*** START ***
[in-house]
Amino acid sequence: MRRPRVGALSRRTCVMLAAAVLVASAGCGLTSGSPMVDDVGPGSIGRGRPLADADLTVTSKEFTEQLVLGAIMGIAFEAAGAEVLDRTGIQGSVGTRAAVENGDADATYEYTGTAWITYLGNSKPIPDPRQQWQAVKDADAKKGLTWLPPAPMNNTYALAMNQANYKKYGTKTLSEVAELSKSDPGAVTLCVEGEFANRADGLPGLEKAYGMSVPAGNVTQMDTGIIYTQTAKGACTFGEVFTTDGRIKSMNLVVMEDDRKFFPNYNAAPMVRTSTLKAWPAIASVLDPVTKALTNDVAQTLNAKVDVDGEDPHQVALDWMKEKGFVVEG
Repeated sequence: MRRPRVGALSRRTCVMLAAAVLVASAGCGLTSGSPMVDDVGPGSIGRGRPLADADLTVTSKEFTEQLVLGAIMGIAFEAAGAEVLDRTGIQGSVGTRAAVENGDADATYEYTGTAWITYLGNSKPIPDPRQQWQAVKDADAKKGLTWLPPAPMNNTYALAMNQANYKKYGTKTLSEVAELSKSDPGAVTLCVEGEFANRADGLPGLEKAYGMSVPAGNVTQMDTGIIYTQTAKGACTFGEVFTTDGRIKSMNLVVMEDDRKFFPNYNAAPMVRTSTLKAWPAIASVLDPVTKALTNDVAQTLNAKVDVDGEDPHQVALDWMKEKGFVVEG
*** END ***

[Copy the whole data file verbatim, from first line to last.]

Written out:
[in-house]
Amino acid sequence: MRRPRVGALSRRTCVMLAAAVLVASAGCGLTSGSPMVDDVGPGSIGRGRPLADADLTVTSKEFTEQLVLGAIMGIAFEAAGAEVLDRTGIQGSVGTRAAVENGDADATYEYTGTAWITYLGNSKPIPDPRQQWQAVKDADAKKGLTWLPPAPMNNTYALAMNQANYKKYGTKTLSEVAELSKSDPGAVTLCVEGEFANRADGLPGLEKAYGMSVPAGNVTQMDTGIIYTQTAKGACTFGEVFTTDGRIKSMNLVVMEDDRKFFPNYNAAPMVRTSTLKAWPAIASVLDPVTKALTNDVAQTLNAKVDVDGEDPHQVALDWMKEKGFVVEG
Repeated sequence: MRRPRVGALSRRTCVMLAAAVLVASAGCGLTSGSPMVDDVGPGSIGRGRPLADADLTVTSKEFTEQLVLGAIMGIAFEAAGAEVLDRTGIQGSVGTRAAVENGDADATYEYTGTAWITYLGNSKPIPDPRQQWQAVKDADAKKGLTWLPPAPMNNTYALAMNQANYKKYGTKTLSEVAELSKSDPGAVTLCVEGEFANRADGLPGLEKAYGMSVPAGNVTQMDTGIIYTQTAKGACTFGEVFTTDGRIKSMNLVVMEDDRKFFPNYNAAPMVRTSTLKAWPAIASVLDPVTKALTNDVAQTLNAKVDVDGEDPHQVALDWMKEKGFVVEG